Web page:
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Mitochondria Recycle Ca2+ to the Endoplasmic Reticulum and Prevent the Depletion of Neighboring Endoplasmic Reticulum Regions*210

Open AccessPublished:August 01, 2001DOI:https://doi.org/10.1074/jbc.M103274200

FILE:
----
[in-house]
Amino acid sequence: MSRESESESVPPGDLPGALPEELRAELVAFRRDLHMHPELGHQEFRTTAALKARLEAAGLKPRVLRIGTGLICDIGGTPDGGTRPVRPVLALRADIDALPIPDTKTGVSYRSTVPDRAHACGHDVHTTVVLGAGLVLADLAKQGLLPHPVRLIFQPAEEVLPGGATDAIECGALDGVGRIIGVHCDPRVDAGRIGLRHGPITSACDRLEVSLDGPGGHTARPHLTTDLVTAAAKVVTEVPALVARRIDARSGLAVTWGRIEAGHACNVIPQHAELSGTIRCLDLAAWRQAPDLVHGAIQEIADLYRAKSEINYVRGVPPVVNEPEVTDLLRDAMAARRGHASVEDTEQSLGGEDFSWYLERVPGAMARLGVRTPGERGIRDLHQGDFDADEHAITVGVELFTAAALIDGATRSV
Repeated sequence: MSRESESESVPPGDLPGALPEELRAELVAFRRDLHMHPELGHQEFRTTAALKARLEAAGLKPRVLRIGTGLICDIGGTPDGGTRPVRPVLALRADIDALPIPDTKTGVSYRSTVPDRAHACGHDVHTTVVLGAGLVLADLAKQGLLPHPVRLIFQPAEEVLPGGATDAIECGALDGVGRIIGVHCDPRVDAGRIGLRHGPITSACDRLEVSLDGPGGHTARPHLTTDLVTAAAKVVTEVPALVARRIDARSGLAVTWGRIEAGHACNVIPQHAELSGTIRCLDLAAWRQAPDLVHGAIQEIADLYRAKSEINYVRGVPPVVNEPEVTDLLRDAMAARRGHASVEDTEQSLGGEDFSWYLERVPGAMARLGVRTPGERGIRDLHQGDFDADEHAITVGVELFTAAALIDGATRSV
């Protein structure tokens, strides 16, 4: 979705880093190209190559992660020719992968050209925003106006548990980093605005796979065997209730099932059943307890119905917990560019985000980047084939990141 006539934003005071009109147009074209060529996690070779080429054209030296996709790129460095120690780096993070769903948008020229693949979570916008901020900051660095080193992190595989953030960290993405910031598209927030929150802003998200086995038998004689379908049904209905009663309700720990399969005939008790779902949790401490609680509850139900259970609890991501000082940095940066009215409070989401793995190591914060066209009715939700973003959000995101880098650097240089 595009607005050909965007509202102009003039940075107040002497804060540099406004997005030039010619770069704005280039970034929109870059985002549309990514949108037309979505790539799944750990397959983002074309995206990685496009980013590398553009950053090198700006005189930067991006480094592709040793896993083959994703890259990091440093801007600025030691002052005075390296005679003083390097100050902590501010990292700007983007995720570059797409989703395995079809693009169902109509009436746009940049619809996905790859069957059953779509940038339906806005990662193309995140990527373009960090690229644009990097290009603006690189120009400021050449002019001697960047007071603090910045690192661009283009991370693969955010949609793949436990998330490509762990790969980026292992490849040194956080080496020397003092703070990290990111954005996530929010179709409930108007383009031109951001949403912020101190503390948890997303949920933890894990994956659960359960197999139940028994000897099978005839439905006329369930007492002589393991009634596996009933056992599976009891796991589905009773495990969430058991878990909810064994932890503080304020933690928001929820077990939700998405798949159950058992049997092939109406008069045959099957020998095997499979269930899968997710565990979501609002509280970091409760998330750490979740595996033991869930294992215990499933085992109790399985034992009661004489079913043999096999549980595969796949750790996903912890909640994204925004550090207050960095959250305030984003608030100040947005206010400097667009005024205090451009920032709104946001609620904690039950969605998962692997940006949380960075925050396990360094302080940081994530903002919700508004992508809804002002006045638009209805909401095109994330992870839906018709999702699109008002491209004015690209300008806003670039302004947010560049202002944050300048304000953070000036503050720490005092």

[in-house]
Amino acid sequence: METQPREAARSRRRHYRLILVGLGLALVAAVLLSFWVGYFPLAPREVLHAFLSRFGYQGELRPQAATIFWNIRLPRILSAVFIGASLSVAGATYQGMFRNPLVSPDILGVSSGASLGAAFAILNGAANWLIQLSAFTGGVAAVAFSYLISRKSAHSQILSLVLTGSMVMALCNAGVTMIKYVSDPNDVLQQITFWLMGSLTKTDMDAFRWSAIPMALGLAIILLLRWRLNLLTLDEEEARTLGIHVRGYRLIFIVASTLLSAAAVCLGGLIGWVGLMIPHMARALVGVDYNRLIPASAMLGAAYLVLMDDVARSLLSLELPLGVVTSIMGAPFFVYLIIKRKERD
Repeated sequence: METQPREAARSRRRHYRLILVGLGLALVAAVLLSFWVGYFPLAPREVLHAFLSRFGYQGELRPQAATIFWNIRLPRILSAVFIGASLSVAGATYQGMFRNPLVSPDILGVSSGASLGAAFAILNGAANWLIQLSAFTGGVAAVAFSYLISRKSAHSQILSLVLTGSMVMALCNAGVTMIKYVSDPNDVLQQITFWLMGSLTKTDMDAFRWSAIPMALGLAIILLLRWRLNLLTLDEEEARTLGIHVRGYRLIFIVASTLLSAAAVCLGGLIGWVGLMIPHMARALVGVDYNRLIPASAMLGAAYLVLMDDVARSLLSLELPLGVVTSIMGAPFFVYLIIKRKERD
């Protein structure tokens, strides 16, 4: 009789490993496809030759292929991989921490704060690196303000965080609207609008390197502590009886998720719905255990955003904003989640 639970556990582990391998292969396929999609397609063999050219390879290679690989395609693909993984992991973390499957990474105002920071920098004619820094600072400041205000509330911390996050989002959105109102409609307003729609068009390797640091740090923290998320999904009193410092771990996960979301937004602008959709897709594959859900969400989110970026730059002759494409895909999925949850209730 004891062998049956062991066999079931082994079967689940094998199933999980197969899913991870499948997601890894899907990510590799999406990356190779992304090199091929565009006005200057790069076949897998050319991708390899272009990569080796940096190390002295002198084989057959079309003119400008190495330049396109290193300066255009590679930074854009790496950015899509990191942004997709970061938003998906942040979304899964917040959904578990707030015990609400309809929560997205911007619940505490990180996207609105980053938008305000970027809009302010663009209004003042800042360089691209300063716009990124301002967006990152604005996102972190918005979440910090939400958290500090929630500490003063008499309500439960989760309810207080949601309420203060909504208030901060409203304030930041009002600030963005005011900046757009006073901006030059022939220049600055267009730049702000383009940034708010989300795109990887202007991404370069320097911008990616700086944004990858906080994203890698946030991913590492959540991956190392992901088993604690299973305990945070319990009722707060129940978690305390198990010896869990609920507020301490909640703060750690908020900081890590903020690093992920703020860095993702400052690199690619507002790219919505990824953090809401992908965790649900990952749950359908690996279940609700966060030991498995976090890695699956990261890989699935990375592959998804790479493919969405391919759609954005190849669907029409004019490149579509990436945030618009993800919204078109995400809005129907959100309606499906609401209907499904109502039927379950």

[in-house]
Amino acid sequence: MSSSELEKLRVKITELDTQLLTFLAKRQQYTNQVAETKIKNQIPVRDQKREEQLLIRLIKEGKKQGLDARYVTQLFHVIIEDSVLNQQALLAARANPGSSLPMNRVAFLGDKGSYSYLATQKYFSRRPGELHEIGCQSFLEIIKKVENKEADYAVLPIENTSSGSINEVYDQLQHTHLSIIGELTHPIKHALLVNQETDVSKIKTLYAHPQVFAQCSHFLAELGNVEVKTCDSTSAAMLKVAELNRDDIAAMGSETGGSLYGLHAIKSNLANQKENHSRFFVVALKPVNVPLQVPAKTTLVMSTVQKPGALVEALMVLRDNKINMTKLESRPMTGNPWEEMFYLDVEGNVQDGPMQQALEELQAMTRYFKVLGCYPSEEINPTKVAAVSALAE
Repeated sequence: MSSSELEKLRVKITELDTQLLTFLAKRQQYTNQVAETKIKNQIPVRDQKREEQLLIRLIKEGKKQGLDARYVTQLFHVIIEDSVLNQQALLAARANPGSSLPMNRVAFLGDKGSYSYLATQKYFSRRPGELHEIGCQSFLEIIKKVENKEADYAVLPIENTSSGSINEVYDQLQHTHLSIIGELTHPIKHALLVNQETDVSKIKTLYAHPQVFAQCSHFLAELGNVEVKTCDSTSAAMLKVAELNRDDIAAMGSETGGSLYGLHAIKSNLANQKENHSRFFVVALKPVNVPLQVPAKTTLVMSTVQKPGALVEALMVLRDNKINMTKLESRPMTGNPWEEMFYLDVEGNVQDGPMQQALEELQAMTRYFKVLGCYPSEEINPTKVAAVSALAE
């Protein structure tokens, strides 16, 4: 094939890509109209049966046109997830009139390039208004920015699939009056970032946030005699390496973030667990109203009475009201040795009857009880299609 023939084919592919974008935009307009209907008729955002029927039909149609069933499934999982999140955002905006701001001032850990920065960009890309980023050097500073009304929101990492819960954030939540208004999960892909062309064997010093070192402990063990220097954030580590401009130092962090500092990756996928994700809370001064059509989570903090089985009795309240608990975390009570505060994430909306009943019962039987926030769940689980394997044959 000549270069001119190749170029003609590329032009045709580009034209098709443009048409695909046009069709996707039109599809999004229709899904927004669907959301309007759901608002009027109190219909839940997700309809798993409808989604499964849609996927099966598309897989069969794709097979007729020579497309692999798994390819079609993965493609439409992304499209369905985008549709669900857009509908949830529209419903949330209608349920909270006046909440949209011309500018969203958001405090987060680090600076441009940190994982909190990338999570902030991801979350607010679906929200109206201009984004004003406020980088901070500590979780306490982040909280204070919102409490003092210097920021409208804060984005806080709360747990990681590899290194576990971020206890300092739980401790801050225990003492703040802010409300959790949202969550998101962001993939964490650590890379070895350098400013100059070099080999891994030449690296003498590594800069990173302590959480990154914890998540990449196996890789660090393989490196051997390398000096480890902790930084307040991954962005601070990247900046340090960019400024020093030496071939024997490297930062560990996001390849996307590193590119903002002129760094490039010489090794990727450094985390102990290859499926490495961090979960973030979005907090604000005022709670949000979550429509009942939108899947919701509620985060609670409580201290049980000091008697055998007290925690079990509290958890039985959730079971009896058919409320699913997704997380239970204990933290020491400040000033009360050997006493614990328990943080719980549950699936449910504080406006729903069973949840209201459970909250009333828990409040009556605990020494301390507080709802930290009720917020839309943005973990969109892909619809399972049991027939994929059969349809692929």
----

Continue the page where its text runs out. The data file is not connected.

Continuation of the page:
To study Ca2+ fluxes between mitochondria and the endoplasmic reticulum (ER), we used “cameleon” indicators targeted to the cytosol, the ER lumen, and the mitochondrial matrix. High affinity mitochondrial probes saturated in ∼20% of mitochondria during histamine stimulation of HeLa cells, whereas a low affinity probe reported averaged peak values of 106 ± 5 µm, indicating that Ca2+ transients reach high levels in a fraction of mitochondria. In concurrent ER measurements, [Ca2+]ER averaged 371 ± 21 µm at rest and decreased to 133 ± 14 µm and 59 ± 5 µm upon stimulation with histamine and thapsigargin, respectively, indicating that substantial ER refilling occur during agonist stimulation. A larger ER depletion was observed when mitochondrial Ca2+ uptake was prevented by oligomycin and rotenone or when Ca2+ efflux from mitochondria was blocked by CGP 37157, indicating that some of the Ca2+ taken up by mitochondria is re-used for ER refilling. Accordingly, ER regions close to mitochondria released less Ca2+ than ER regions lacking mitochondria. The ER heterogeneity was abolished by thapsigargin, oligomycin/rotenone, or CGP 37157, indicating that mitochondrial Ca2+ uptake locally modulate ER refilling. These observations indicate that some mitochondria are very close to the sites of Ca2+ release and recycle a substantial portion of the captured Ca2+ back to vicinal ER domains. The distance between the two organelles thus determines both the amplitude of mitochondrial Ca2+ signals and the filling state of neighboring ER regions.